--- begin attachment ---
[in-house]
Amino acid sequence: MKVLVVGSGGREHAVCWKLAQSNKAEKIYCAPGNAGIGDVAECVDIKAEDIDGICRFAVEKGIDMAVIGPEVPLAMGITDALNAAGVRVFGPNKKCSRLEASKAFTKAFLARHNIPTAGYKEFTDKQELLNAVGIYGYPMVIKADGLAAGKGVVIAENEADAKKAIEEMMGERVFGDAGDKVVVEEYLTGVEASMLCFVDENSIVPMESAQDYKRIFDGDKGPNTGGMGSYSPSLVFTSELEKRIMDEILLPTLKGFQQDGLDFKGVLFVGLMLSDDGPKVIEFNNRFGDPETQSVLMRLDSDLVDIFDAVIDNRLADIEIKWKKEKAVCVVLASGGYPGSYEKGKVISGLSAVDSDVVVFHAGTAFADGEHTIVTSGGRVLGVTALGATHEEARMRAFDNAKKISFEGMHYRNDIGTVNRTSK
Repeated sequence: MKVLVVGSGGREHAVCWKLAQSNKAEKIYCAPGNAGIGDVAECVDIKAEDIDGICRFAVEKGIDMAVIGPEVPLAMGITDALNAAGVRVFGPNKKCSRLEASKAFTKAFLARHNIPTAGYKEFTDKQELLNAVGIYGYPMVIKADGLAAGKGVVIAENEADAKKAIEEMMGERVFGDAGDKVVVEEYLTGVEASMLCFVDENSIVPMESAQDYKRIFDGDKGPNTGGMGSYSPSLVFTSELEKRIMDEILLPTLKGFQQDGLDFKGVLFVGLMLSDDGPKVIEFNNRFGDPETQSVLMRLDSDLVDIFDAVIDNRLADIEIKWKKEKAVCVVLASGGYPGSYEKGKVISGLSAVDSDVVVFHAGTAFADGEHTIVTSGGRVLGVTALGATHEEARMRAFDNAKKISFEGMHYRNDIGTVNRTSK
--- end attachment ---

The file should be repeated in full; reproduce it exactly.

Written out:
[in-house]
Amino acid sequence: MKVLVVGSGGREHAVCWKLAQSNKAEKIYCAPGNAGIGDVAECVDIKAEDIDGICRFAVEKGIDMAVIGPEVPLAMGITDALNAAGVRVFGPNKKCSRLEASKAFTKAFLARHNIPTAGYKEFTDKQELLNAVGIYGYPMVIKADGLAAGKGVVIAENEADAKKAIEEMMGERVFGDAGDKVVVEEYLTGVEASMLCFVDENSIVPMESAQDYKRIFDGDKGPNTGGMGSYSPSLVFTSELEKRIMDEILLPTLKGFQQDGLDFKGVLFVGLMLSDDGPKVIEFNNRFGDPETQSVLMRLDSDLVDIFDAVIDNRLADIEIKWKKEKAVCVVLASGGYPGSYEKGKVISGLSAVDSDVVVFHAGTAFADGEHTIVTSGGRVLGVTALGATHEEARMRAFDNAKKISFEGMHYRNDIGTVNRTSK
Repeated sequence: MKVLVVGSGGREHAVCWKLAQSNKAEKIYCAPGNAGIGDVAECVDIKAEDIDGICRFAVEKGIDMAVIGPEVPLAMGITDALNAAGVRVFGPNKKCSRLEASKAFTKAFLARHNIPTAGYKEFTDKQELLNAVGIYGYPMVIKADGLAAGKGVVIAENEADAKKAIEEMMGERVFGDAGDKVVVEEYLTGVEASMLCFVDENSIVPMESAQDYKRIFDGDKGPNTGGMGSYSPSLVFTSELEKRIMDEILLPTLKGFQQDGLDFKGVLFVGLMLSDDGPKVIEFNNRFGDPETQSVLMRLDSDLVDIFDAVIDNRLADIEIKWKKEKAVCVVLASGGYPGSYEKGKVISGLSAVDSDVVVFHAGTAFADGEHTIVTSGGRVLGVTALGATHEEARMRAFDNAKKISFEGMHYRNDIGTVNRTSK